Daniel Came (ed.) Nietzsche on Art and Life – Review By Nicholas Birns

9780199545964In the first chapter of this interesting if inconsistent anthology, Bernard Reginster argues that not only did Nietzsche augur a shift in emphasis from the work of art to its creator, but that life for Nietzsche is beautiful “because it essentially involves the confrontation of suffering, and because the outcome of that confrontation is essentially uncertain” (36). Thus, Reginster concludes, “the inestimability of the value of life is a condition of the very possibility of its affirmation” (37). Reginster expresses, with particular pathos and eloquence, one of the most striking properties of Nietzsche: When he stands for something, he is always also in the process of giving something up or undermining the very act of standing for something. Though Reginster writes in a lucid and accessible manner far from the deliberate obscurities of postmodernism, I would nonetheless associate the posture he takes here both with the “New Nietzsche” of Jacques Derrida or Paul de Man in the 1970s and with more specifically dedicated Nietzscheans such as Alexander Nehamas. But, though Nehamas is mentioned several times in this anthology, de Man and Derrida never are. These omissions, combined with the fact that Brian Leiter is mentioned, make this anthology seem a bit too committed to Nietzsche taking certain positions. Daniel Came, in his introduction, seeks to distance himself from Leiter’s most nominalistic and analytic tendencies, seeking to combine ethics and aesthetics. But Came states that his anthology’s emphasis is “practical-existential” (5), and though Came is no doubt right that these are the terms on which Nietzsche himself sought to operate, one still might have some reservations about this. This is not just because we still, after all, might need theory, but because a practical-existential emphasis risks pinning Nietzsche down to a discernible position when it may be, as Reginster suggests, that Nietzsche is simply hard to pin down.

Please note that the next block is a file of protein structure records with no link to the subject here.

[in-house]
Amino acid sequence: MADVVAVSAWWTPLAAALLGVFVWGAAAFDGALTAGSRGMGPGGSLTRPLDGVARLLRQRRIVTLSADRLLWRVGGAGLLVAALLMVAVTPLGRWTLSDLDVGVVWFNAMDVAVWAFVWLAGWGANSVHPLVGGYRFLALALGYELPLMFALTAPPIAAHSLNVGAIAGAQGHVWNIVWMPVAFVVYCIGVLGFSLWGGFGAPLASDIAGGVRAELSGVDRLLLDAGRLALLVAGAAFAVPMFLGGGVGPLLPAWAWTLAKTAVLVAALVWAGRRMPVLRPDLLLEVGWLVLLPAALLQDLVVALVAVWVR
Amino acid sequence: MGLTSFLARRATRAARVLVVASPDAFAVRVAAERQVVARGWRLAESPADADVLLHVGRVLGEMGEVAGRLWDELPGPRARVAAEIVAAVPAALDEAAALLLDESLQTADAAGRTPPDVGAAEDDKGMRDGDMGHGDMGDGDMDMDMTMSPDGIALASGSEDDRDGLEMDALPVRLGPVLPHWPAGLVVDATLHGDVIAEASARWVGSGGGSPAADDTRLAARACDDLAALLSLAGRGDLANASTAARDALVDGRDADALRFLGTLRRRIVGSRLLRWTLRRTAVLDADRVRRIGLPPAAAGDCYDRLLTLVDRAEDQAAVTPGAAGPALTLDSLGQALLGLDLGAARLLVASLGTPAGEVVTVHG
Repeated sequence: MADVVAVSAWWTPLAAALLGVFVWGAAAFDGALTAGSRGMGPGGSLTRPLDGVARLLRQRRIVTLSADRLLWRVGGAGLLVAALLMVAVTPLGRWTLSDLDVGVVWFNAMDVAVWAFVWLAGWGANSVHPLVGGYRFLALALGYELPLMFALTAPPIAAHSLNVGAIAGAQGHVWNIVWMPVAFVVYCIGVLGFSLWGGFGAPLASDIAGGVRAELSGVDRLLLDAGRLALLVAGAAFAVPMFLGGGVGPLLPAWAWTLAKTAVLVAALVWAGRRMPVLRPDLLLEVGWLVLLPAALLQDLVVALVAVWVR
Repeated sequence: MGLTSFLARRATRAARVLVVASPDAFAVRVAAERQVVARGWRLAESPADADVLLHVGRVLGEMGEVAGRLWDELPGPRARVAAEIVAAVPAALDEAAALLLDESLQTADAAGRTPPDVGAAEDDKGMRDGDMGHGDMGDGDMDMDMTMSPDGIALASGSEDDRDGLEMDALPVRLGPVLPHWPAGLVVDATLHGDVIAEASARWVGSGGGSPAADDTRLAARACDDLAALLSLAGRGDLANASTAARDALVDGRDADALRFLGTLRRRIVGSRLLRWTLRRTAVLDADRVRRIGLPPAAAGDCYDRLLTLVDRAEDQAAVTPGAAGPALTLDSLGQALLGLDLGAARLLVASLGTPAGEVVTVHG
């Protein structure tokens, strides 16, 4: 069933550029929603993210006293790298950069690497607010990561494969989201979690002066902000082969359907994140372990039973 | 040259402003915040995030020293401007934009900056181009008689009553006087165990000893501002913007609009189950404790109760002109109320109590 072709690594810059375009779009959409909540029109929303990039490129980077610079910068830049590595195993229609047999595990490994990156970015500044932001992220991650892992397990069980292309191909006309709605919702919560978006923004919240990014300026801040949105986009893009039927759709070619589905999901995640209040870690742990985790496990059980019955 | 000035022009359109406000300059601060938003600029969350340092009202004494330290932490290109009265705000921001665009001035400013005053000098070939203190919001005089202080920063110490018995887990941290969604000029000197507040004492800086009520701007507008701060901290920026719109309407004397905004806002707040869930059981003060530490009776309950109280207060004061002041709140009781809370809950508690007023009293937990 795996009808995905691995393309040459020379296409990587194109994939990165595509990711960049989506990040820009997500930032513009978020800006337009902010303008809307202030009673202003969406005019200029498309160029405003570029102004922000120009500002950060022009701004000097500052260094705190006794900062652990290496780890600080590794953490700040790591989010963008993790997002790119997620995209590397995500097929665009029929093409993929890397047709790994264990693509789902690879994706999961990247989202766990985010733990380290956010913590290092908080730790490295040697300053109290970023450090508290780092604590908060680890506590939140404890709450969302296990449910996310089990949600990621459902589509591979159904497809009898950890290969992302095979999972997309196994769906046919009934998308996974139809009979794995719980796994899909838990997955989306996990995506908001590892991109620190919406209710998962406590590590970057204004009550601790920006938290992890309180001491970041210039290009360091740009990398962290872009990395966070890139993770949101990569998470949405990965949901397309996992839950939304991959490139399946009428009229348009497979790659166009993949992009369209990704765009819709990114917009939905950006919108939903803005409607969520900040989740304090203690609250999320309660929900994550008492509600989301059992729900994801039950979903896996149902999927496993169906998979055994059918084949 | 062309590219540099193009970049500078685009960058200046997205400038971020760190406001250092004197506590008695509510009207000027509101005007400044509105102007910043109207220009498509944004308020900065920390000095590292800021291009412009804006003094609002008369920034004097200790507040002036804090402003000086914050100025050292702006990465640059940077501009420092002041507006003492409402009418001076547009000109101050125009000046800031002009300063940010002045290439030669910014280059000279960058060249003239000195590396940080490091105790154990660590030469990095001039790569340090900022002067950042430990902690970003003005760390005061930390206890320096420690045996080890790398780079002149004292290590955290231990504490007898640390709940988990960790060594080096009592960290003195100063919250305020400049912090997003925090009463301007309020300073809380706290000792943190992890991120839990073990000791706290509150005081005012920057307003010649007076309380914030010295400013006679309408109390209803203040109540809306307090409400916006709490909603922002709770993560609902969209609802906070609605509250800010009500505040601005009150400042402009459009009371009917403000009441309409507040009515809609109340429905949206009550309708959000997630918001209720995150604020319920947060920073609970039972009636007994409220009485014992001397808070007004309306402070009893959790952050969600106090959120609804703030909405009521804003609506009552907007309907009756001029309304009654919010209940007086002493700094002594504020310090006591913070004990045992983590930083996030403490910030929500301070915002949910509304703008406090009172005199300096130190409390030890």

This becomes an issue in the second to last essay in the book by Aaron Ridley. Ridley states that Nietzsche is one of the few philosophers to speak meaningfully about music, but then, quite bluntly, says Nietzsche “got it wrong” (232) about Wagner’s Parsifal. This raises several questions. Can we ever get it right about a certain work? Does a work of music have an objective meaning, apart from what the listener hears? Did Nietzsche ever mean to get it right about Wagner? Were both his initial enthusiasm and his later loathing deliberate aesthetic poses? Most importantly, what is the referent of “it” in Ridley’s sentence? Does the us of “it” here assert a work can ever have a determinate meaning? These concerns also apply when Ridley defends Nietzsche, for instance defending the later Nietzsche’s somewhat astounding preference for Bizet over Wagner by saying the way Bizet is “oblivious to the allure” (233) of the beyond is itself a meaningful stance towards the beyond. This is well said, but treats Nietzsche’s late rejection of Germanic profundity for French cerebral amusement as a hyperbolic and deliberately preposterous gesture, not entirely meant to be a serious aesthetic proposition.